Upcoming July Conferences & Workshops

A look at what we’re sponsoring this summer.

 

Association of Social Anthropologists of the UK and Commonwealth (ASA) 2016 Annual Conference: “Footprints and Futures: the time of anthropology”

 

July 4-7, 2016

University of Durham

The 2016 ASA conference will focus on contemporary knowledge making in anthropology with one eye on the footprints that we have left [narratives, traditions, scholarship, disciplinary identities, methodologies and the nature of evidence], and the other on the futures glimpsed in the richness and diversity of our anthropological practice. The conference is seeking to provide a lens for the re-examination of the conditions under which anthropological knowledge is shaping and is shaped by critical times.

Crucially, the purpose of Footprints and Futures is not inward facing reflection. In the societies in which we live and work as anthropologists there are profound concerns about sustainability, security of livelidhood, diversity, equality  and access to hope for the future.  The questions posed about the ways in which we produce anthropological knowledge are being brought into sharp focus at a time when inequality, conflict and the mal-distribution of resources leave a deepening footprint on large swathes of humanity.

The aim of the conference is to bring together an international and interdisciplinary community of scholars from all stages of the researcher life-cycle who will debate the discipline’s critical relevance and a reflect upon the different temporalities within which our knowledge making unfolds.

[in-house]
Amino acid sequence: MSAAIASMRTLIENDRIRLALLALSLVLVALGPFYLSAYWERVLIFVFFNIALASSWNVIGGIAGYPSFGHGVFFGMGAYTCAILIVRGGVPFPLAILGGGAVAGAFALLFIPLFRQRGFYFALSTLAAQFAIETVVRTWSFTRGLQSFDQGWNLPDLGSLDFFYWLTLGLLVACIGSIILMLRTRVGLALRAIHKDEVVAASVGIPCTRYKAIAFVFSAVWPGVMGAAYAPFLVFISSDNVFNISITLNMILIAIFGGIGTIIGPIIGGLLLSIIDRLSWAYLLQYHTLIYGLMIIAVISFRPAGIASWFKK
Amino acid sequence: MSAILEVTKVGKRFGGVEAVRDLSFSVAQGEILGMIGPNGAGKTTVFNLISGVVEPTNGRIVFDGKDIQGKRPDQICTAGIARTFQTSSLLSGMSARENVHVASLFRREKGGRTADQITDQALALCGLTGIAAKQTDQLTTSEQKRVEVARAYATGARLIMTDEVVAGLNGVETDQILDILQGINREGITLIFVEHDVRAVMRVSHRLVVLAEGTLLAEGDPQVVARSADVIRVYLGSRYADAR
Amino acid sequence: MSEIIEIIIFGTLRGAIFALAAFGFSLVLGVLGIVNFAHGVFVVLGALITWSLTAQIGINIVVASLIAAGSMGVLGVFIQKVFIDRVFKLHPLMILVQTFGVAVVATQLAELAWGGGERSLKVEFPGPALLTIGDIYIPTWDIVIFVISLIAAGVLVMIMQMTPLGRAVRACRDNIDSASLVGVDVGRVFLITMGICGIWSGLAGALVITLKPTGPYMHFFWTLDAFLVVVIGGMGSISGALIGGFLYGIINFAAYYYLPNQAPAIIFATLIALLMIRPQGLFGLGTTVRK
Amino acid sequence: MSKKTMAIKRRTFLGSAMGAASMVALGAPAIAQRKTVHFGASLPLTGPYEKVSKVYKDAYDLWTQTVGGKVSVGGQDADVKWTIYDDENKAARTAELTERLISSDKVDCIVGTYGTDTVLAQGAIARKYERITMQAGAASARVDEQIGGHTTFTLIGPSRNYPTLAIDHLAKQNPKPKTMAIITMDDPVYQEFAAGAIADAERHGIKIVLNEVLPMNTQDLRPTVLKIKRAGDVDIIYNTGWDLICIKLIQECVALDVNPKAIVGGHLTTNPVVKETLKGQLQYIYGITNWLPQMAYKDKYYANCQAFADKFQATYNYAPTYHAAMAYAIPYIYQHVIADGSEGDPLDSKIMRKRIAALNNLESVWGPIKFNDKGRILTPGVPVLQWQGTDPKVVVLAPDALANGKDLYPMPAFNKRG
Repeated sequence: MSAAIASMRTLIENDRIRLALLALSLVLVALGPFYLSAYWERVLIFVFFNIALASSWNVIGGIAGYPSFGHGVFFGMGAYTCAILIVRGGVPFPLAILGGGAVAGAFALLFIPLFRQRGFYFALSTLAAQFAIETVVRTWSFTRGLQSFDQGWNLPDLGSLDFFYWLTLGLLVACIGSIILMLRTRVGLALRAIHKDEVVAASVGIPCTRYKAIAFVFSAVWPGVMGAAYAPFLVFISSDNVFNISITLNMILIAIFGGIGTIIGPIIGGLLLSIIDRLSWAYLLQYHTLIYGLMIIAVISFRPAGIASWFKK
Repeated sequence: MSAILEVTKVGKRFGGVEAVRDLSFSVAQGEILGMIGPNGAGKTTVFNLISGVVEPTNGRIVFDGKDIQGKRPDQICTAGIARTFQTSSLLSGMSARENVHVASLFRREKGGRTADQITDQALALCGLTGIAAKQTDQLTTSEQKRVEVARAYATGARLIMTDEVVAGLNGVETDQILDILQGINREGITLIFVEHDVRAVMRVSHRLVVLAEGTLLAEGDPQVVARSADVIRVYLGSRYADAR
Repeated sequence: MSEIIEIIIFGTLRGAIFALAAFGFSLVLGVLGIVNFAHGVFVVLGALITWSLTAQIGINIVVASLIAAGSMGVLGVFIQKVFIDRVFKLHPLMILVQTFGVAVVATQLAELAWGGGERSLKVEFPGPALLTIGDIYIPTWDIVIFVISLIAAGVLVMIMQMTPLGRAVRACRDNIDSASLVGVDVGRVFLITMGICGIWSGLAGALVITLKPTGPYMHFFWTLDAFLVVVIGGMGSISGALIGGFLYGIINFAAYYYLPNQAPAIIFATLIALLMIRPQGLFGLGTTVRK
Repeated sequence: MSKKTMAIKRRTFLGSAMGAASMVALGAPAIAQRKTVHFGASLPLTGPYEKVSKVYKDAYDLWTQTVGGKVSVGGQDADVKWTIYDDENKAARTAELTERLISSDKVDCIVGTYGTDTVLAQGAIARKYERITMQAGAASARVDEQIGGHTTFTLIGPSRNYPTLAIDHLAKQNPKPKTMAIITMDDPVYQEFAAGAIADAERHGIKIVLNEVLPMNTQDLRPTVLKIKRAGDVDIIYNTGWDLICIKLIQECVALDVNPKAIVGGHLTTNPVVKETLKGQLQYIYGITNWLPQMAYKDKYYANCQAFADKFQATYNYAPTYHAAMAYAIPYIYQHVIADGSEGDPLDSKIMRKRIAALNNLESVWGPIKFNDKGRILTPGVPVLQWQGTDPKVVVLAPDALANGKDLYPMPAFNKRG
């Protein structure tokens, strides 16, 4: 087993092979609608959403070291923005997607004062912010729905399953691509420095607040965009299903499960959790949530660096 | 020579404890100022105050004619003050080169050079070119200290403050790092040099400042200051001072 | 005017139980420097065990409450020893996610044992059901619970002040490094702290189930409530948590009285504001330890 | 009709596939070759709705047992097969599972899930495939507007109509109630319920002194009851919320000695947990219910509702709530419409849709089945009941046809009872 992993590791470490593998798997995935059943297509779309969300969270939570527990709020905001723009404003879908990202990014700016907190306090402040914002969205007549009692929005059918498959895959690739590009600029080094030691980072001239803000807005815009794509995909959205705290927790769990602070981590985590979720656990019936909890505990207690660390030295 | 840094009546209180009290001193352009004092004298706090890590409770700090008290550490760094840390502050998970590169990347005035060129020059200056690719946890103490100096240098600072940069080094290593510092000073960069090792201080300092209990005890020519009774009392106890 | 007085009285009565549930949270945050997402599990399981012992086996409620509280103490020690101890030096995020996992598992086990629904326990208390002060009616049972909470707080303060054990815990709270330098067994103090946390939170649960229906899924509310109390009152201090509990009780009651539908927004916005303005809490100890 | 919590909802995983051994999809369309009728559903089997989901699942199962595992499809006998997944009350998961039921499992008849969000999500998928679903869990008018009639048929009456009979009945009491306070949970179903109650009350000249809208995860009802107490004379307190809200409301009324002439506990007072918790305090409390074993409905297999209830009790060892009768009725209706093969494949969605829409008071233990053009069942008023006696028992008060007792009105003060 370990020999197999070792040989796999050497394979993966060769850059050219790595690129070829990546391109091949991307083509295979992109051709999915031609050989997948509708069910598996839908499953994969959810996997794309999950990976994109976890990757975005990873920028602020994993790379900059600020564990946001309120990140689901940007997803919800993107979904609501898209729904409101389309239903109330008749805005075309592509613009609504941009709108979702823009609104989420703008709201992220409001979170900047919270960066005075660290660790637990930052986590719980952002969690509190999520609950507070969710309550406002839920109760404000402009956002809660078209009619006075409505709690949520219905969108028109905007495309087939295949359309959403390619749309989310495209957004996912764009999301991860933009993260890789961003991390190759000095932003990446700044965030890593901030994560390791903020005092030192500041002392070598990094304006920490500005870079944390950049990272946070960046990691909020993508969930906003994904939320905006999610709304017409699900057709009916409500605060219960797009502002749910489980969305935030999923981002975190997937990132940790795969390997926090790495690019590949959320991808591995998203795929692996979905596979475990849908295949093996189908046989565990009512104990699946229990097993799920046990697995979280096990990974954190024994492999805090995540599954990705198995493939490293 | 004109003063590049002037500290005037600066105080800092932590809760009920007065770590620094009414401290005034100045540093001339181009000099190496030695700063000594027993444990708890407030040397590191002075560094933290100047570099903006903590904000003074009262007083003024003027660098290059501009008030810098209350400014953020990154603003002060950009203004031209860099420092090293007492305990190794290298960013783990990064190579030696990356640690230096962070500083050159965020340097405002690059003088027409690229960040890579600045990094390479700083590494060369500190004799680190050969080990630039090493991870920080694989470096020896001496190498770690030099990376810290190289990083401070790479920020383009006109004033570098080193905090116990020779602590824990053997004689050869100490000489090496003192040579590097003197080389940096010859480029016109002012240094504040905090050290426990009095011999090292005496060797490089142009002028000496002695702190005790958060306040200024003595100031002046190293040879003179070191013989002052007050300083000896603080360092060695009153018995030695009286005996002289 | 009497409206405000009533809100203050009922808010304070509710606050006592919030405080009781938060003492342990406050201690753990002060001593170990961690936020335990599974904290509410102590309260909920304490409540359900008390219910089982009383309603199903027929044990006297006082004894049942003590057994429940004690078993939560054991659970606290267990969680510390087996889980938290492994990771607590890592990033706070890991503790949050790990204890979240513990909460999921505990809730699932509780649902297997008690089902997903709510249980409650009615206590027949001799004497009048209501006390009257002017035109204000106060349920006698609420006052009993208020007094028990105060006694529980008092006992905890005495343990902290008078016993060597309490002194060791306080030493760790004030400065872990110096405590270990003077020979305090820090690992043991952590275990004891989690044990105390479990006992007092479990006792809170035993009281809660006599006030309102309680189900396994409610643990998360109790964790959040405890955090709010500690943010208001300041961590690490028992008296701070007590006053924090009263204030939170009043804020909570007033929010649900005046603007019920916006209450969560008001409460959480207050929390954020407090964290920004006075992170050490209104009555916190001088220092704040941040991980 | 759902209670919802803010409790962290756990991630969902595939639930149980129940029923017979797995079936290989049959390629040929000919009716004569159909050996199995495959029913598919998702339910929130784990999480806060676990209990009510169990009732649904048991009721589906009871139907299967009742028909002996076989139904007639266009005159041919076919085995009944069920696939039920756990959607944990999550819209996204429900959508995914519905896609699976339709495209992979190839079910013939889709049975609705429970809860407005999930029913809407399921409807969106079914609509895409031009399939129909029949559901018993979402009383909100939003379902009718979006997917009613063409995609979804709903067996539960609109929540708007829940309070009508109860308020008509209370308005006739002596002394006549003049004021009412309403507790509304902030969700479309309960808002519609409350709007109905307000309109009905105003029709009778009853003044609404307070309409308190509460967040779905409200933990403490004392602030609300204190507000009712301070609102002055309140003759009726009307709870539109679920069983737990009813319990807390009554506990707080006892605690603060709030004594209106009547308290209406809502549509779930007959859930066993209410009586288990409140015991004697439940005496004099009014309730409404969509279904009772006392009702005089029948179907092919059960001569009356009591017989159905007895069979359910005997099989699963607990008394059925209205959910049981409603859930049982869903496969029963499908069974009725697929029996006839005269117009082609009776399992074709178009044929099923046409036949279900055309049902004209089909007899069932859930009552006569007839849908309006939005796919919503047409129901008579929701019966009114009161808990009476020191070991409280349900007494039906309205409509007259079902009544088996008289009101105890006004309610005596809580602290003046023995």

European Association of Social Anthropologists (EASA) 14th Biennial Conference: Anthropological legacies and human futures

 

July 20-23, 2016

University of Milano-Bicocca

The recent years have seen EASA engaged in inspiring and fruitful discussions on margins, subjectivity and intimacy. It is time to pause and put the fundamental concerns of anthropology once again at the centre of attention. The idea of legacies implies taking stocks, and taking stock is a way to prepare for the future. Anthropology has lived a time of change, innovation, and interdisciplinary dialogue, but has also struggled to define and establish its own research priorities against the tendency of other intellectual traditions to co-opt its contributions. Political agendas external to the discipline have often bent the broader significance of our findings, and other fields of knowledge have partly appropriated, partly trivialized as anecdotal information, the strengths of the anthropological approach to the study of humans: the ethnographic method. Six sub-themes (power, economy, work, kinship, religion, knowledge and forms of expressions) stimulate the engaging task of anchoring future paths of investigation and collaboration in the legacies of anthropology.